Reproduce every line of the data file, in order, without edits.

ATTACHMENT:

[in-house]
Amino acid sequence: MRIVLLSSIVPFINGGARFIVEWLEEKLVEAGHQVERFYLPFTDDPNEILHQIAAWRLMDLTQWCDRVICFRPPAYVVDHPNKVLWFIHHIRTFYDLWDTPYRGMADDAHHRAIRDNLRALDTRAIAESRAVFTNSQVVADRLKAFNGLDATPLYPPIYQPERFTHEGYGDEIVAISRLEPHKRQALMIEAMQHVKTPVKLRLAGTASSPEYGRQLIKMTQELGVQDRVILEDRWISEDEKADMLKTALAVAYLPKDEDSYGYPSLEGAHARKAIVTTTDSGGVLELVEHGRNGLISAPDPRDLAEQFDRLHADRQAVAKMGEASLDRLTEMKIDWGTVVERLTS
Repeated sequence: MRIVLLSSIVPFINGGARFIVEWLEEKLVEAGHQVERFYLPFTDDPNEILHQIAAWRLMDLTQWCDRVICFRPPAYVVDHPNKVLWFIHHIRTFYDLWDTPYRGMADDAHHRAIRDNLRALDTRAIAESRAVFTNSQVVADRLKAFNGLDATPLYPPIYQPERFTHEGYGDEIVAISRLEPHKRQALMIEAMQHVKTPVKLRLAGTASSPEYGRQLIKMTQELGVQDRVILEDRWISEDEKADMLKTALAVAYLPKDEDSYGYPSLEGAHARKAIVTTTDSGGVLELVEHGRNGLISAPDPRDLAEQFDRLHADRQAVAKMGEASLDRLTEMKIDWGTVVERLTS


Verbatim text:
[in-house]
Amino acid sequence: MRIVLLSSIVPFINGGARFIVEWLEEKLVEAGHQVERFYLPFTDDPNEILHQIAAWRLMDLTQWCDRVICFRPPAYVVDHPNKVLWFIHHIRTFYDLWDTPYRGMADDAHHRAIRDNLRALDTRAIAESRAVFTNSQVVADRLKAFNGLDATPLYPPIYQPERFTHEGYGDEIVAISRLEPHKRQALMIEAMQHVKTPVKLRLAGTASSPEYGRQLIKMTQELGVQDRVILEDRWISEDEKADMLKTALAVAYLPKDEDSYGYPSLEGAHARKAIVTTTDSGGVLELVEHGRNGLISAPDPRDLAEQFDRLHADRQAVAKMGEASLDRLTEMKIDWGTVVERLTS
Repeated sequence: MRIVLLSSIVPFINGGARFIVEWLEEKLVEAGHQVERFYLPFTDDPNEILHQIAAWRLMDLTQWCDRVICFRPPAYVVDHPNKVLWFIHHIRTFYDLWDTPYRGMADDAHHRAIRDNLRALDTRAIAESRAVFTNSQVVADRLKAFNGLDATPLYPPIYQPERFTHEGYGDEIVAISRLEPHKRQALMIEAMQHVKTPVKLRLAGTASSPEYGRQLIKMTQELGVQDRVILEDRWISEDEKADMLKTALAVAYLPKDEDSYGYPSLEGAHARKAIVTTTDSGGVLELVEHGRNGLISAPDPRDLAEQFDRLHADRQAVAKMGEASLDRLTEMKIDWGTVVERLTS